The cable runs the length of each bridge and is wired together in series to an internal preamp and then out through a internal 1/4″ phone jack.The internal preamp needed to be one which could handle the four seperate piezo cables (one for each of the four bridges on the dulcimer. I did a lot of searches and came up with a very compact unit that could accomodate as many pickups as I needed (and more) each with individual volume control made by a German firm. Of course in my excitement in finding all this initual functionaliity I didn’t think about the ramifications of lowering the holes in the bridges by 1/8″. The holes in the bridges obviously allow passage of the strings when there are two or more bridges and there must be enough clearance so the strings don’t make contact with the bridges.
Unfortunately with the way I construct my bridges, I needed that 1/8″. There was no way I was going to get enough clearance. I had to scrap the idea of using the cable piezo’s embedded in a slot in the bridges. Another possibility which I did not explore very far was embedding the piezo cable in the low side bridges. This would allow the same bridge configuration that I normally use.
A change in direction
About this time I got a lead from a friend Bob Wey about a guy Charles Hepinstill who makes humbucking magnetic pickups used for amplifying acoustic pianos. Bob thought that this might be an avenue to explore. Apparently hammered dulcimer player Malcolm Daglish had explored this type of pickup on his instrument back some time ago. Malcom decided that even though the pickups worked, they did not give the quality
of sound he was looking for. The needs of my customer were quite different then Malcolm’s. I contacted Charles and decided to explore how we might install this type of pickup on a Linear Chromatic. Magnetic pickups of course isolate the source of vibrational energy to the vibrating steel string which effects the magnetic field created each pickup. They do not rely on the vibration of the air or elements of the instrument such as soundboard and bridges. As result they demonstrated the potential of not being influence by any external vibrations with no feedback, making it ideal for the customer’s needs. I sent a protoype acoustic model to Charles so assess where we might place the pickups given the configuration of the LC. Here is what we came up with. All the pickups where custom sized and located under the strings.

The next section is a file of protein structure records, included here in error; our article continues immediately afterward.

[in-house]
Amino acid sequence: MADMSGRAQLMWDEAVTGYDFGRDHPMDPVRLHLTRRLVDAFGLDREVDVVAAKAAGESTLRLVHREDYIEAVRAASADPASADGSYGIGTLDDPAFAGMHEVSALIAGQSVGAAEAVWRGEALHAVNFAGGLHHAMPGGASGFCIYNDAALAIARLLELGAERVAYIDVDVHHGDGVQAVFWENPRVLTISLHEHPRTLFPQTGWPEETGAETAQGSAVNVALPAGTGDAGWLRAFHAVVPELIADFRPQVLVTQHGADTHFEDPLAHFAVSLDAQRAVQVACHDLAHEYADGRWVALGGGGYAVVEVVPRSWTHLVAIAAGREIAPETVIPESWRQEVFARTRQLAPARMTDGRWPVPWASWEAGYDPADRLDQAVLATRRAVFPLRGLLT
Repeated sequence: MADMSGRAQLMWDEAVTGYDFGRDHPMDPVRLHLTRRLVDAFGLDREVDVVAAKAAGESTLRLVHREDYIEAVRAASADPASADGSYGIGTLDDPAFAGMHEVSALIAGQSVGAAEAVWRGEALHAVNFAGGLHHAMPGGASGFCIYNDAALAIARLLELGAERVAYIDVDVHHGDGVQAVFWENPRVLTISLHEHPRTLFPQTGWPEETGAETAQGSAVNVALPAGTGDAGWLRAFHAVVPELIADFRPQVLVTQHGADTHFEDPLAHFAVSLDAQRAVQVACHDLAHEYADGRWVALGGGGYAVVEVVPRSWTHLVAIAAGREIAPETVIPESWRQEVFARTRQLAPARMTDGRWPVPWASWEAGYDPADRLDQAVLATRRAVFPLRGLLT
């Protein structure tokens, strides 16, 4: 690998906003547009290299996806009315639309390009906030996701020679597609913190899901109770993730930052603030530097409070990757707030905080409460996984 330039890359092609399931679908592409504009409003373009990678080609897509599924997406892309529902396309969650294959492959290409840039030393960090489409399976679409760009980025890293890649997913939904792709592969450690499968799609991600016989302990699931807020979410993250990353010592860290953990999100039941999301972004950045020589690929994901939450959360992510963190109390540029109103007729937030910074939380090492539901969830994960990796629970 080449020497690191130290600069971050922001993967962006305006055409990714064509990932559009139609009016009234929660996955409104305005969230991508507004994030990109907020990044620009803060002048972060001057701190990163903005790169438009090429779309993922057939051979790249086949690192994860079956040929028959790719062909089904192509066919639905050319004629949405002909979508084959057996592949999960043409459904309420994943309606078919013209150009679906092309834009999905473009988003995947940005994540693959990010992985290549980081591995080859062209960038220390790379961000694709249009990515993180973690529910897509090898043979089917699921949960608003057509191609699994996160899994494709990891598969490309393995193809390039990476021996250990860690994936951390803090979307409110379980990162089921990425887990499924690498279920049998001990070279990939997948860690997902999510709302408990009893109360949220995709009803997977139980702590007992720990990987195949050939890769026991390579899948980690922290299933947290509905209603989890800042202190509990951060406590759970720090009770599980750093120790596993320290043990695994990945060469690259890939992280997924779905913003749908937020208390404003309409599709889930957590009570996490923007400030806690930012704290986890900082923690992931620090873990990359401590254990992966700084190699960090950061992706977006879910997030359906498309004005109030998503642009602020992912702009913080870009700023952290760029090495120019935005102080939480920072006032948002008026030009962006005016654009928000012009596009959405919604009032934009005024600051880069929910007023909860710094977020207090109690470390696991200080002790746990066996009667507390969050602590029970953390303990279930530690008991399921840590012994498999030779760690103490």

The two left and right long pickups handled most of the work with the center pickup taking care of the the 7 treble courses of the bridge T2. Once the location and appropriate lengths had been determined, the only variable left was the the height or distance from the strings. The pickup surface had to be at maximum 3/16″ from the string. The closer you get to the strings, the more response you get. I created shaped wooden shims that I dimensioned to create the clearance desired. I had to play with the relative heights particularly of the center pickup as this was the only way to get a balanced sound (volume). Once the heights were OK, I attached the wooden shims to the pickups with double stick tape, sprayed the pickups black since their natural color is bright yellow. I then drilled holes through the pickups, so I could mechanically attach each of the pickups to the instruments soundboard with brass screws. This must be done carefully as you can only drill through the magnet not the wind. A break or short in the wind destroys the pickup. I know. I did it on one of the pickups and had to get a replacement. Once the pickups are mounted, I drilled holes for snaking the wires inside the
instrument connecting them in series to a small transformer and a 1/4″ phone jack all located inside the instrument. One last change had to be made to my Linear Chromatic before all this would work. Magnetic pickups only respond the movement of steel. As a result I had to replace all the Phosphor-Bronze strings with steel and all my Bronze wound strings with Stainless steel wound strings. After doing all that we had a pickup system that did the job.
I have more information including a video and sound samples available on these pages of my website. If you have any comments, send me an email.
I’m amazed at the plethora of iPad apps available for musicians. This post is biased towards the iPad since one I own one, and two there is just a lot more apps available in the “iPad/iPhone’s ecosystem” then there are in Android’s. That may change but since the iPad has been around longer there are just more choices in that arena. This list is just a beginning and I would appreciate any suggestions of apps you find valuable. I’m not reviewing the apps. It is just a list. I have links directly to their listings in iTunes where you can get prices, more details and reviews by users. I will continue to add to this list as I become aware of others.